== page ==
The Herald – Handel’s Messiah at The Usher Hall – 4 Stars – 2012

This review — by Arts Editor, Keith Bruce — was originally published on The Herald’s Website on Tuesday, 3 January 2012.

Following current cinema fashion, this was a gloriously 3D Messiah.

From John Kitchen’s presence on the Usher Hall’s restored organ through the ranks of the Edinburgh Royal Choral Union, where a few younger voices had been invited to bolster the men, and the Edinburgh Pro Musica Orchestra, to a very fine quartet of soloists, this was Handel’s masterpiece in all its glory.

“Authentic” is a debatable description, by there was certainly enough period detail in the precise playing of the instrumentalists (the strings consistently crisp) and in the presence of counter-tenor Andrew Radley.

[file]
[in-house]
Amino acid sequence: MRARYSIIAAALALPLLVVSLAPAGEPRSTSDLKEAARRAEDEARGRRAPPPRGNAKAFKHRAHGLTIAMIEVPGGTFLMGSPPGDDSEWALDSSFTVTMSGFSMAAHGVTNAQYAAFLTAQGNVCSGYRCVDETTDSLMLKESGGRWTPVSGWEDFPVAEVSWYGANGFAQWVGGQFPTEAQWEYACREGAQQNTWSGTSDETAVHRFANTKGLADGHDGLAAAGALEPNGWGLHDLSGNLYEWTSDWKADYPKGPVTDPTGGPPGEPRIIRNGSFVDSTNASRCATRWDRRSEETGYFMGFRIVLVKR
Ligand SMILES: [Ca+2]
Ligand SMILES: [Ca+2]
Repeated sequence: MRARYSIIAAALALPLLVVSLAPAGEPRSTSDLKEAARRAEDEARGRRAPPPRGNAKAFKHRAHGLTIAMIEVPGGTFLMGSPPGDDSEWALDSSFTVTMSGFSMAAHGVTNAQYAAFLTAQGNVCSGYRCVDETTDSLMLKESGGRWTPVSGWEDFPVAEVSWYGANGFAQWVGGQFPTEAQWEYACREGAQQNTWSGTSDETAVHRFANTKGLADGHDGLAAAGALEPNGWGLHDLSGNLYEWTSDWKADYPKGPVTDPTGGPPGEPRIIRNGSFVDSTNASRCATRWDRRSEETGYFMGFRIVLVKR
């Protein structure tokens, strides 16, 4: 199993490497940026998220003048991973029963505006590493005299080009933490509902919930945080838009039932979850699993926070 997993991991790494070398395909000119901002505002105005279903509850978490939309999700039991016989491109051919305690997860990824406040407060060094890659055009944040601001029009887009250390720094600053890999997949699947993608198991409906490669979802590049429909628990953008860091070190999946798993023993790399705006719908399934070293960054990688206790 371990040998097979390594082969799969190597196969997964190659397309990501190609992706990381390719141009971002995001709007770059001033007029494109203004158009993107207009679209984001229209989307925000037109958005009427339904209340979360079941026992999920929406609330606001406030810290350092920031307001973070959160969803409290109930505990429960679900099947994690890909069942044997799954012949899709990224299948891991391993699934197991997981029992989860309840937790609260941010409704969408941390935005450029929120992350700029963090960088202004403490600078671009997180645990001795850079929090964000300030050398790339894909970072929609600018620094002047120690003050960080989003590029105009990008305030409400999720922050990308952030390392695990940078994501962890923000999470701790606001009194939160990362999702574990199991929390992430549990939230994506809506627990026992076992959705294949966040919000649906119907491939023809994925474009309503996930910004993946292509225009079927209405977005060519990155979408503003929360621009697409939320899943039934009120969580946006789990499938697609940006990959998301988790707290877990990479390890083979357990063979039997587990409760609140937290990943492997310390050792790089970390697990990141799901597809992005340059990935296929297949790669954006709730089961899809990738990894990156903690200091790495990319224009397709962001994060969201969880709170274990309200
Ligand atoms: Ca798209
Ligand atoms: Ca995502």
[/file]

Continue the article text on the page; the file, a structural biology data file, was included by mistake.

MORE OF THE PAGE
There might be more bite in a mezzo’s delivery, but his presence, and the contrast with full-voiced soprano Kate Valentine better suited the tonal range of the whole piece. That multi-dimensionality was continued in the way she stepped back to partner orchestra leader Lise Aferiat for her last aria (If God be for us, who can be against us), in the dramatic performances of tenor James Greer (a product of the RSAMD opera course) and Scots baritone Richard Morrison throughout, and in the continuo playing of Morley Whitehead at the harpsichord and cellist John Davidson. All the vocal soloists showed invention in their ornamentation without overdoing it, the best moment a lovely bluesy chromaticism Radley added to the end of He was despised.

In other words, no matter what sort of Messiah you like, you were likely to find it here, under the baton of ERCU chorus master Michael Bawtree. Despite a little raggedness at moments – present in all voices, but most noticable in the sopranos – the choir was in fine, and well-balanced, voice, particularly in the sequence of Part Two showpieces culminating in Hallelujah.

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